The Baker's Kerchief Dec 25, 2010 2:23:02 GMT -5
Post by GoetzKluge on Dec 25, 2010 2:23:02 GMT -5
left: Segment from a draft by Henry Holiday to Lewis Carroll's The Hunting of the Snark. It depicts the Baker when he visited his uncle (1876).
right: John Everett Millais: Segment from Christ in the House of His Parents (1850) depicting Mary (and a part of Christ's face in the upper right corner).
This example very nicely shows how Holiday worked on the construction of his conundrums in his illustrations to Lewis Carroll's The Hunting of the Snark. Even though Holiday copied a face from a face, he reinterprated shapes of face elements from the source face in order to represent different face elements with a resembling shape in the target face. The baker's ear is based on a shape in the depiction of Marie's face which is no ear. The same partially applies to the Baker's nose and the baker's eye.
We know quoting in texts from other texts as an art, e.g. mastered by Tom Stoppard. We know textual conundrums, e.g. the ones by Lewis Carroll. Graphical quotes in the illustrations from other illustrations, paintings etc. deserve the same respect when done well. And Holiday constructed his conundrums very well. The focus on textual analysis of the Snark seems to lead us to underestimate Holiday's paralleling Carroll's wordplay with is own means as an graphical artist.
By the way: In 1882, Alfred Parsons turned the Baker's ear into a part of a chair in Charles Darwin's study at Downe. Holiday quoted and was quoted. Artists like Parsons, Holiday and Millais (see below) do such things and have fun when playing their game. Today Mahendra Singh is maintaining the tradition, in the Snark and beyond the beast.
left: Henry Holiday's depiction of the Baker's visit to his uncle (1876) in Lewis Carroll's "The Hunting of the Snark" (engraved by Joseph Swain). Outside of the window are some of the Baker's 42 boxes.
right top: John Everett Millais: Christ in the House of His Parents (1850).
right bottom: Anonymous: Edward VI and the Pope, An Allegory of Reformation, mirrored view (16th century). Henry VIII is on the right side (original: left). Iconoclasm depicted in the window. Under the window 2nd from left is Thomas Cranmer who wrote the 42 Articles in 1552.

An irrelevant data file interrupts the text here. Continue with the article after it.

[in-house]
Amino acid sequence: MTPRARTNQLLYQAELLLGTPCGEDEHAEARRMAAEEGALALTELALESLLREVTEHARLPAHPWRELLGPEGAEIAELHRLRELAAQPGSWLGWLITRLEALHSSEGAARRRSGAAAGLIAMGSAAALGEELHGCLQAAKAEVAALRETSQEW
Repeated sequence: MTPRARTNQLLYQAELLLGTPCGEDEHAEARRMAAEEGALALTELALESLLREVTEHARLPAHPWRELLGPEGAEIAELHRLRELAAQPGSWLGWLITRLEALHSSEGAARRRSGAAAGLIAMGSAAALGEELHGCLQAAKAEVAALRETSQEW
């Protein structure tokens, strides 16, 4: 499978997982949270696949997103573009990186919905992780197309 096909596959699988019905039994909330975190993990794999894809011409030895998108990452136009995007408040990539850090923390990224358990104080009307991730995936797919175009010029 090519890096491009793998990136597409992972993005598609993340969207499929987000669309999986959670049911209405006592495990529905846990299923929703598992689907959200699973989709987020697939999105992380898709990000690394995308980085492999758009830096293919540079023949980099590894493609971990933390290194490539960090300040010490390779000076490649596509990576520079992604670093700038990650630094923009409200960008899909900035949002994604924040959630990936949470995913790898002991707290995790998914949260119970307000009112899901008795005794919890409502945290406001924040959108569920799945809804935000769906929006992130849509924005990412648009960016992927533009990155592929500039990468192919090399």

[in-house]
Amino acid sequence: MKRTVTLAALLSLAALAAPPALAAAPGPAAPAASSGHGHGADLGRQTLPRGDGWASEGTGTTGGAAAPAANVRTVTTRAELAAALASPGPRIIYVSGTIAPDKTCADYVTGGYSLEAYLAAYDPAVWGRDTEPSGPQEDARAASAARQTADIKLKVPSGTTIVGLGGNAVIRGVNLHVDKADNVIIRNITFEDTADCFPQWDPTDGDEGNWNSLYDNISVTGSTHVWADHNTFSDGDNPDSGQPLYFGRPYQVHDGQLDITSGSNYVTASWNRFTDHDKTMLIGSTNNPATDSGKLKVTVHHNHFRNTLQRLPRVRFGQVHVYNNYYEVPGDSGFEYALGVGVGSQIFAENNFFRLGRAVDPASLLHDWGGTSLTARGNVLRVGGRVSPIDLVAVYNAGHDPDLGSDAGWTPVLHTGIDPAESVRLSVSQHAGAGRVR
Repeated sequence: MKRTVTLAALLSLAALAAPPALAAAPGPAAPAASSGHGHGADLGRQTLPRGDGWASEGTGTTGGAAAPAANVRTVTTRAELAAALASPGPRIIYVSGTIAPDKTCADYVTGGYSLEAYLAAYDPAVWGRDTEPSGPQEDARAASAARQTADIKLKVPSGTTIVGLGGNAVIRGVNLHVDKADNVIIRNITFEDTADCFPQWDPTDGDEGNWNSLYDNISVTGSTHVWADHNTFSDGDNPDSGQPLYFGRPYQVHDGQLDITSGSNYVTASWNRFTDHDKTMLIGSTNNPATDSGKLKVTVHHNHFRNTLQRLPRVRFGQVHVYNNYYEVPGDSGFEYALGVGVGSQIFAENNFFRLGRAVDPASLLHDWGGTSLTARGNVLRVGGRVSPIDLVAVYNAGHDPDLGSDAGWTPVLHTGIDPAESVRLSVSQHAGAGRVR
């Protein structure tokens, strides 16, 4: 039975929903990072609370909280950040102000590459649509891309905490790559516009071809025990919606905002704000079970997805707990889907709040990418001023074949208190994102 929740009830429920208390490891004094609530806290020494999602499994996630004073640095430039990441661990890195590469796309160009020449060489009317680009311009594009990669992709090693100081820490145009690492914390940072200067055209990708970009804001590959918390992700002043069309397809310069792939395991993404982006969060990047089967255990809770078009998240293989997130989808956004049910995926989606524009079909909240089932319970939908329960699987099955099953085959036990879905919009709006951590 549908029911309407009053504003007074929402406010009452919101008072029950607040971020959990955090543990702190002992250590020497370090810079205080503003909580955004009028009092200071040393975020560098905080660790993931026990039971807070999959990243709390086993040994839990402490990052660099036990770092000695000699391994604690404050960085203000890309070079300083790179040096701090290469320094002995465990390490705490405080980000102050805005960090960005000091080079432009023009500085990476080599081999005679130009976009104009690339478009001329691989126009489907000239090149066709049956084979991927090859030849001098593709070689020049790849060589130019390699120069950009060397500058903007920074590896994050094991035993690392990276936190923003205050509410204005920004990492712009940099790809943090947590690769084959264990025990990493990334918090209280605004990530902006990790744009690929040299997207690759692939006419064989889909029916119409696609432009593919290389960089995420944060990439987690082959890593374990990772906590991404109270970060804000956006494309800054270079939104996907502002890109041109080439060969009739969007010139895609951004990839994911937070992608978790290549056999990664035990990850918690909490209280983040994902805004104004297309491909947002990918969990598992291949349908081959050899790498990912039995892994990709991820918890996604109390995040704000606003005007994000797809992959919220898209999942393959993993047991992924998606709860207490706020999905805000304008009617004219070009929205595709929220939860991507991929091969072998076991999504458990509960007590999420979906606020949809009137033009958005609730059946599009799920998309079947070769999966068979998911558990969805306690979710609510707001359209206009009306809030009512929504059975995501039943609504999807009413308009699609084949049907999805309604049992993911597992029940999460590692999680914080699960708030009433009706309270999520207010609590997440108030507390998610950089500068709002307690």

Millais quoted from the 16th century painting. Holiday quoted from Millais' painting as well as from the 16th century painting. And, as said, Alfred Parsons quoted from Holiday's illustration.
Update 2010-11-19: NPG 4165 Edward VI and the Pope was, until 1874, the property of Thomas Green of Ipswich and Upper Wimpole Street, a collection 'Formed by himself and his Family during the last Century and early Part of the present Century' (Source: Dr. Margaret Aston: The King's Bedpost: Reformation and Iconography in a Tudor Group Portrait, 1994). Thus, when Millais' Christ in the House of His Parents ('The Carpenter's Shop') was painted in 1849-1850, the painting was part of a private collection. It was sold by Christie's 20 March 1874 (lot 9) to an unknown buyer unknown, that is, when Holiday started with his illustrations to The Hunting of the Snark.
left: 1876, Henry Holiday: Segment of an illustration to Lewis Carroll's The Hunting of the Snark
middle: 16th century, anonymous: Redrawn segment of Edward VI and the Pope, An Allegory of Reformation (mirror view).
right: 1564, Redrawn segment of a print Ahasuerus consulting the records by Philip Galle after Maarten van Heemskerck. The resemblance to the image in the middle was discovered and shown by Dr. Margaret Aston in 1994 in The King's Bedpost: Reformation and Iconography in a Tudor Group Portrait (p. 68). She also compared the bedpost to Heemskerck's Esther Crowned by Ahasuerus.
Update 2010-12-25: In Margaret Aston's The King's Bedpost (1994) the author reports (p. 208) that "Edward VI. and his Council" first appeared in Christie's sale of 20 March 1874. It belonged to Thomas Green, Esq., of Ipswitch and Upper Wimpole Street (Thomas Green III). In 1856 the Suffolk Chronicle described the colletion to which the painting belonged as "by far the most valuable collection of paintings in Ipswitch". In 1830 the collection was in Brook Street, Ipswitch. Sarah An Birkett (since long in the service of the Green family and Thomas Green III's sometime nurse) took care of the collection. In 1843 it moved to another location in London. Margaret Aston: "What happened to is between then and the sale of 1874 is obscure." As John Everett Millais took reference to the Edward VI... painting before 1850 and Henry Holiday before 1876, both artists must have known that painting well.